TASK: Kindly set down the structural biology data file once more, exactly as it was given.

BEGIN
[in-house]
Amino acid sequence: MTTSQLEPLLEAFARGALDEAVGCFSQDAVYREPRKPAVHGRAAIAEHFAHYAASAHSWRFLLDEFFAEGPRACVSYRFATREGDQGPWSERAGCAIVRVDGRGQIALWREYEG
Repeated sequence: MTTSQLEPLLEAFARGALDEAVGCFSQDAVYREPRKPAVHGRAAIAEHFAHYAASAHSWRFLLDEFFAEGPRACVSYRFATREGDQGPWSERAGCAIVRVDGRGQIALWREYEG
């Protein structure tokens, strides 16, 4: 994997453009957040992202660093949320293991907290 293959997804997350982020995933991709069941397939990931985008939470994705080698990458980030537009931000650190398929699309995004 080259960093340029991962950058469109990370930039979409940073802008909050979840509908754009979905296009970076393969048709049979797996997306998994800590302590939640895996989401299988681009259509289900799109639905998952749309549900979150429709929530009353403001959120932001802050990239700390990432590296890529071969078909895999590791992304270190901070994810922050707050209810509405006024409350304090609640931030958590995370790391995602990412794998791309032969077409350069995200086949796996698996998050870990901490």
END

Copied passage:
[in-house]
Amino acid sequence: MTTSQLEPLLEAFARGALDEAVGCFSQDAVYREPRKPAVHGRAAIAEHFAHYAASAHSWRFLLDEFFAEGPRACVSYRFATREGDQGPWSERAGCAIVRVDGRGQIALWREYEG
Repeated sequence: MTTSQLEPLLEAFARGALDEAVGCFSQDAVYREPRKPAVHGRAAIAEHFAHYAASAHSWRFLLDEFFAEGPRACVSYRFATREGDQGPWSERAGCAIVRVDGRGQIALWREYEG
């Protein structure tokens, strides 16, 4: 994997453009957040992202660093949320293991907290 293959997804997350982020995933991709069941397939990931985008939470994705080698990458980030537009931000650190398929699309995004 080259960093340029991962950058469109990370930039979409940073802008909050979840509908754009979905296009970076393969048709049979797996997306998994800590302590939640895996989401299988681009259509289900799109639905998952749309549900979150429709929530009353403001959120932001802050990239700390990432590296890529071969078909895999590791992304270190901070994810922050707050209810509405006024409350304090609640931030958590995370790391995602990412794998791309032969077409350069995200086949796996698996998050870990901490």